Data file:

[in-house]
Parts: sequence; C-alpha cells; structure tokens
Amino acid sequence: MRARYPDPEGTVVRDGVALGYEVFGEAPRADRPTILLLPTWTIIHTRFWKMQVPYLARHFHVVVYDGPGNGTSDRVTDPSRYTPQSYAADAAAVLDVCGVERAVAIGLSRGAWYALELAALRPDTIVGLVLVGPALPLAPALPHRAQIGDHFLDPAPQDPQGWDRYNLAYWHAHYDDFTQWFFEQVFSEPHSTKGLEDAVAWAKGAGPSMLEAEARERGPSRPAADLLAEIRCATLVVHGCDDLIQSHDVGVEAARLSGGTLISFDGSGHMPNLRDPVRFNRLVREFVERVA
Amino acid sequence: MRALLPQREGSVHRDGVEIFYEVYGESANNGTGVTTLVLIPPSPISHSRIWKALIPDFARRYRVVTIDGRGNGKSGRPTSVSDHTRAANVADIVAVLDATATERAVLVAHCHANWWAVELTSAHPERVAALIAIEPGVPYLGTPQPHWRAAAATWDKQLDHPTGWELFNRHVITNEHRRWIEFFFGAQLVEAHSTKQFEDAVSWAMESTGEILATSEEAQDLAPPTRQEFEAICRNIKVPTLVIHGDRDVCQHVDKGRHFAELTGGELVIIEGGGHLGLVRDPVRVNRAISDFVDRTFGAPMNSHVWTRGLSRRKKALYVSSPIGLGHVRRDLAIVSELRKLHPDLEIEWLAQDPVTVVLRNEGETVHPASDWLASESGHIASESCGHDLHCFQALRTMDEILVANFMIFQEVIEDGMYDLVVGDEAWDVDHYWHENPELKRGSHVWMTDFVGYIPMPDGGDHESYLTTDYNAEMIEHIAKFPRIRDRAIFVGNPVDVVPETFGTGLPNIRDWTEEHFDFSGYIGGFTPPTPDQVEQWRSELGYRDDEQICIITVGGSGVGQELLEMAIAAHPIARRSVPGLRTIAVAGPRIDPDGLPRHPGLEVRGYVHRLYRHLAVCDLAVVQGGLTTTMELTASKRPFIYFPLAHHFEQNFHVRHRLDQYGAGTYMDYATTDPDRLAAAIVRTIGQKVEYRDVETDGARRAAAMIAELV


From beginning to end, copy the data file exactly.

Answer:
[in-house]
Parts: sequence; C-alpha cells; structure tokens
Amino acid sequence: MRARYPDPEGTVVRDGVALGYEVFGEAPRADRPTILLLPTWTIIHTRFWKMQVPYLARHFHVVVYDGPGNGTSDRVTDPSRYTPQSYAADAAAVLDVCGVERAVAIGLSRGAWYALELAALRPDTIVGLVLVGPALPLAPALPHRAQIGDHFLDPAPQDPQGWDRYNLAYWHAHYDDFTQWFFEQVFSEPHSTKGLEDAVAWAKGAGPSMLEAEARERGPSRPAADLLAEIRCATLVVHGCDDLIQSHDVGVEAARLSGGTLISFDGSGHMPNLRDPVRFNRLVREFVERVA
Amino acid sequence: MRALLPQREGSVHRDGVEIFYEVYGESANNGTGVTTLVLIPPSPISHSRIWKALIPDFARRYRVVTIDGRGNGKSGRPTSVSDHTRAANVADIVAVLDATATERAVLVAHCHANWWAVELTSAHPERVAALIAIEPGVPYLGTPQPHWRAAAATWDKQLDHPTGWELFNRHVITNEHRRWIEFFFGAQLVEAHSTKQFEDAVSWAMESTGEILATSEEAQDLAPPTRQEFEAICRNIKVPTLVIHGDRDVCQHVDKGRHFAELTGGELVIIEGGGHLGLVRDPVRVNRAISDFVDRTFGAPMNSHVWTRGLSRRKKALYVSSPIGLGHVRRDLAIVSELRKLHPDLEIEWLAQDPVTVVLRNEGETVHPASDWLASESGHIASESCGHDLHCFQALRTMDEILVANFMIFQEVIEDGMYDLVVGDEAWDVDHYWHENPELKRGSHVWMTDFVGYIPMPDGGDHESYLTTDYNAEMIEHIAKFPRIRDRAIFVGNPVDVVPETFGTGLPNIRDWTEEHFDFSGYIGGFTPPTPDQVEQWRSELGYRDDEQICIITVGGSGVGQELLEMAIAAHPIARRSVPGLRTIAVAGPRIDPDGLPRHPGLEVRGYVHRLYRHLAVCDLAVVQGGLTTTMELTASKRPFIYFPLAHHFEQNFHVRHRLDQYGAGTYMDYATTDPDRLAAAIVRTIGQKVEYRDVETDGARRAAAMIAELV